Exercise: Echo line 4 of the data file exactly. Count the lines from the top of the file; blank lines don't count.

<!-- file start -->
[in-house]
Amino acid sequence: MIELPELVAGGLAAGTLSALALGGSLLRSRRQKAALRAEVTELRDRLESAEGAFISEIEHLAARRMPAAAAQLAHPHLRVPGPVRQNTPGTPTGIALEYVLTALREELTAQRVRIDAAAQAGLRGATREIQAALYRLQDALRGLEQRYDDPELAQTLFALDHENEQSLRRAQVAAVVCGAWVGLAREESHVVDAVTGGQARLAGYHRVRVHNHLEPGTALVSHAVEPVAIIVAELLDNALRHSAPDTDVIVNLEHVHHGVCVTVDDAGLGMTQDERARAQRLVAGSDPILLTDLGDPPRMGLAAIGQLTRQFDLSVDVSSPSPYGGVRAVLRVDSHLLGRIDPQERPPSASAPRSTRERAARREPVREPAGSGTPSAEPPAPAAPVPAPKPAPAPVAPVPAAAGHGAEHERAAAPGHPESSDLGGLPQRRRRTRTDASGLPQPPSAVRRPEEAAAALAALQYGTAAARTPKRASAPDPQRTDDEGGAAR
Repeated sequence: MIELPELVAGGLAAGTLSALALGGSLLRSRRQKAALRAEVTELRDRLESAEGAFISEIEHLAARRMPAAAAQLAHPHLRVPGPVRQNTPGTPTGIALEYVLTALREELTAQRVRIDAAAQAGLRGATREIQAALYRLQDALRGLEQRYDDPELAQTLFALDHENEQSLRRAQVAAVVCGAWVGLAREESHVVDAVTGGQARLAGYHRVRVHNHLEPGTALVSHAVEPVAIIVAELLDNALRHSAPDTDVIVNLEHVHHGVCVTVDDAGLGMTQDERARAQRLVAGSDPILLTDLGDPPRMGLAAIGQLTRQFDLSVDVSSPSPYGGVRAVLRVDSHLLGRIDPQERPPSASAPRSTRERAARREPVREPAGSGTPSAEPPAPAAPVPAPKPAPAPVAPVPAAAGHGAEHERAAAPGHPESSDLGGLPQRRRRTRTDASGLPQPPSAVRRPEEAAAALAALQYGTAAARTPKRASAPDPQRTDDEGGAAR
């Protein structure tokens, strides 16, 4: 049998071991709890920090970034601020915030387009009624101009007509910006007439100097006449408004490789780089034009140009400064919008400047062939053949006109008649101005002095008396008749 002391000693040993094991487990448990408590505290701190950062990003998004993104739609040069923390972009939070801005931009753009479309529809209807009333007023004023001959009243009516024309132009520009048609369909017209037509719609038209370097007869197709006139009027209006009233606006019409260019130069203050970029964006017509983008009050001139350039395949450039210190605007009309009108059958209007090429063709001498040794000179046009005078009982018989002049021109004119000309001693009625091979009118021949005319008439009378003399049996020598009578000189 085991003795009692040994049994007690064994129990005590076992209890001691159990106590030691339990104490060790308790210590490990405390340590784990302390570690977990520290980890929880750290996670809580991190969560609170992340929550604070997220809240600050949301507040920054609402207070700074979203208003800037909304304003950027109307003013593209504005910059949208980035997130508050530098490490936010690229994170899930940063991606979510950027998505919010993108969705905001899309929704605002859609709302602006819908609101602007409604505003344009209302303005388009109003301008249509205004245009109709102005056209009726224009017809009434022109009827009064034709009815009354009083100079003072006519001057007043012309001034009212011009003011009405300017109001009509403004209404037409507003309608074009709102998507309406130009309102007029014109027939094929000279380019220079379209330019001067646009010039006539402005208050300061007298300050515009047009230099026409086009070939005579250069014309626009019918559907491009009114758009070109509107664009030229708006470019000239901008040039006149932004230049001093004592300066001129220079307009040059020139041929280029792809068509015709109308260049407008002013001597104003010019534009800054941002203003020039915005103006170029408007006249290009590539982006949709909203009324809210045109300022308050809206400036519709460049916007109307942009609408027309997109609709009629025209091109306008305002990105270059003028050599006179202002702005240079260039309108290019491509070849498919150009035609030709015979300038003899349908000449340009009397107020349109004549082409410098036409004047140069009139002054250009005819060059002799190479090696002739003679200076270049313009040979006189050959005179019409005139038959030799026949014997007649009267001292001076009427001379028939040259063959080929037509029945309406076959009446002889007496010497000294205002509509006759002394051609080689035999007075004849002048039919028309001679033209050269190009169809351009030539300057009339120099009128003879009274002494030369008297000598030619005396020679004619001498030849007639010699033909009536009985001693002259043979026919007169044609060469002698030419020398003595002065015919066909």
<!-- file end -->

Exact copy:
């Protein structure tokens, strides 16, 4: 049998071991709890920090970034601020915030387009009624101009007509910006007439100097006449408004490789780089034009140009400064919008400047062939053949006109008649101005002095008396008749 002391000693040993094991487990448990408590505290701190950062990003998004993104739609040069923390972009939070801005931009753009479309529809209807009333007023004023001959009243009516024309132009520009048609369909017209037509719609038209370097007869197709006139009027209006009233606006019409260019130069203050970029964006017509983008009050001139350039395949450039210190605007009309009108059958209007090429063709001498040794000179046009005078009982018989002049021109004119000309001693009625091979009118021949005319008439009378003399049996020598009578000189 085991003795009692040994049994007690064994129990005590076992209890001691159990106590030691339990104490060790308790210590490990405390340590784990302390570690977990520290980890929880750290996670809580991190969560609170992340929550604070997220809240600050949301507040920054609402207070700074979203208003800037909304304003950027109307003013593209504005910059949208980035997130508050530098490490936010690229994170899930940063991606979510950027998505919010993108969705905001899309929704605002859609709302602006819908609101602007409604505003344009209302303005388009109003301008249509205004245009109709102005056209009726224009017809009434022109009827009064034709009815009354009083100079003072006519001057007043012309001034009212011009003011009405300017109001009509403004209404037409507003309608074009709102998507309406130009309102007029014109027939094929000279380019220079379209330019001067646009010039006539402005208050300061007298300050515009047009230099026409086009070939005579250069014309626009019918559907491009009114758009070109509107664009030229708006470019000239901008040039006149932004230049001093004592300066001129220079307009040059020139041929280029792809068509015709109308260049407008002013001597104003010019534009800054941002203003020039915005103006170029408007006249290009590539982006949709909203009324809210045109300022308050809206400036519709460049916007109307942009609408027309997109609709009629025209091109306008305002990105270059003028050599006179202002702005240079260039309108290019491509070849498919150009035609030709015979300038003899349908000449340009009397107020349109004549082409410098036409004047140069009139002054250009005819060059002799190479090696002739003679200076270049313009040979006189050959005179019409005139038959030799026949014997007649009267001292001076009427001379028939040259063959080929037509029945309406076959009446002889007496010497000294205002509509006759002394051609080689035999007075004849002048039919028309001679033209050269190009169809351009030539300057009339120099009128003879009274002494030369008297000598030619005396020679004619001498030849007639010699033909009536009985001693002259043979026919007169044609060469002698030419020398003595002065015919066909």